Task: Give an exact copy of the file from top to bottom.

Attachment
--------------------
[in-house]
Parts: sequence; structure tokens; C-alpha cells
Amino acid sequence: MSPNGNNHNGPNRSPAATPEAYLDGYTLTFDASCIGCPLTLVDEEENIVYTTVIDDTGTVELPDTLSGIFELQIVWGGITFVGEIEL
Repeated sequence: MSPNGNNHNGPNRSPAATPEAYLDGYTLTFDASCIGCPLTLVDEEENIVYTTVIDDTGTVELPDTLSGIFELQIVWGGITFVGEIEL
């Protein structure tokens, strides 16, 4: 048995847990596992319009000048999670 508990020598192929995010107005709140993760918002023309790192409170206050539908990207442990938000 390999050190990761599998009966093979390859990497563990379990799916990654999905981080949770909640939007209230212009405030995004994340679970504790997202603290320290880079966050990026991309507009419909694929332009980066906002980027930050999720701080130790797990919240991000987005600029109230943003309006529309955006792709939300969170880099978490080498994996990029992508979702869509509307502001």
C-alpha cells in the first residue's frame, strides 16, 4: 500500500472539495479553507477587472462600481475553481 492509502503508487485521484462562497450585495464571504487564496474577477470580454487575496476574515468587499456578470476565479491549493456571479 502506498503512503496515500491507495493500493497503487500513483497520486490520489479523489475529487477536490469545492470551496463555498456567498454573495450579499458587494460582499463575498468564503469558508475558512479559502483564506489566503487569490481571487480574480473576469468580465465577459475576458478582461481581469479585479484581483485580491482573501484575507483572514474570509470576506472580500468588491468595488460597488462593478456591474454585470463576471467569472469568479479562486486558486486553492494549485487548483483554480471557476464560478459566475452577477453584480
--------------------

[in-house]
Parts: sequence; structure tokens; C-alpha cells
Amino acid sequence: MSPNGNNHNGPNRSPAATPEAYLDGYTLTFDASCIGCPLTLVDEEENIVYTTVIDDTGTVELPDTLSGIFELQIVWGGITFVGEIEL
Repeated sequence: MSPNGNNHNGPNRSPAATPEAYLDGYTLTFDASCIGCPLTLVDEEENIVYTTVIDDTGTVELPDTLSGIFELQIVWGGITFVGEIEL
């Protein structure tokens, strides 16, 4: 048995847990596992319009000048999670 508990020598192929995010107005709140993760918002023309790192409170206050539908990207442990938000 390999050190990761599998009966093979390859990497563990379990799916990654999905981080949770909640939007209230212009405030995004994340679970504790997202603290320290880079966050990026991309507009419909694929332009980066906002980027930050999720701080130790797990919240991000987005600029109230943003309006529309955006792709939300969170880099978490080498994996990029992508979702869509509307502001």
C-alpha cells in the first residue's frame, strides 16, 4: 500500500472539495479553507477587472462600481475553481 492509502503508487485521484462562497450585495464571504487564496474577477470580454487575496476574515468587499456578470476565479491549493456571479 502506498503512503496515500491507495493500493497503487500513483497520486490520489479523489475529487477536490469545492470551496463555498456567498454573495450579499458587494460582499463575498468564503469558508475558512479559502483564506489566503487569490481571487480574480473576469468580465465577459475576458478582461481581469479585479484581483485580491482573501484575507483572514474570509470576506472580500468588491468595488460597488462593478456591474454585470463576471467569472469568479479562486486558486486553492494549485487548483483554480471557476464560478459566475452577477453584480